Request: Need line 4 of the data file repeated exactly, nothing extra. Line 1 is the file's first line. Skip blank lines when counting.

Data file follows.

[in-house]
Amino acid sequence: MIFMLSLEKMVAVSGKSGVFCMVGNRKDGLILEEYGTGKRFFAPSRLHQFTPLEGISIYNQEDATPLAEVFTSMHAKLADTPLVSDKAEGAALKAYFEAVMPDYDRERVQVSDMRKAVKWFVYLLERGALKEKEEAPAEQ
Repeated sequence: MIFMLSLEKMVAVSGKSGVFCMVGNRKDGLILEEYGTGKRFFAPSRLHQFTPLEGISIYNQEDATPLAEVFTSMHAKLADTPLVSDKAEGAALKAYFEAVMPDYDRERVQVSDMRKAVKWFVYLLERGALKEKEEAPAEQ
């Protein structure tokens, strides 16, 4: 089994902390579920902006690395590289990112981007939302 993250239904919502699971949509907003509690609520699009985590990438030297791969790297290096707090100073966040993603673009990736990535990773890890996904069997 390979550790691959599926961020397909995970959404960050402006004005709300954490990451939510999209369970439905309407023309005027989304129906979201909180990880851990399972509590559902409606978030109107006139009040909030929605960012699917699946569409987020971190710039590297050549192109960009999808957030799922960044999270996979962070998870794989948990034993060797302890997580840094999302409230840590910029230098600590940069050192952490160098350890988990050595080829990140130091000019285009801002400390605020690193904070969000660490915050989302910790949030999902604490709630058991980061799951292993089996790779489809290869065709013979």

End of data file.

């Protein structure tokens, strides 16, 4: 089994902390579920902006690395590289990112981007939302 993250239904919502699971949509907003509690609520699009985590990438030297791969790297290096707090100073966040993603673009990736990535990773890890996904069997 390979550790691959599926961020397909995970959404960050402006004005709300954490990451939510999209369970439905309407023309005027989304129906979201909180990880851990399972509590559902409606978030109107006139009040909030929605960012699917699946569409987020971190710039590297050549192109960009999808957030799922960044999270996979962070998870794989948990034993060797302890997580840094999302409230840590910029230098600590940069050192952490160098350890988990050595080829990140130091000019285009801002400390605020690193904070969000660490915050989302910790949030999902604490709630058991980061799951292993089996790779489809290869065709013979």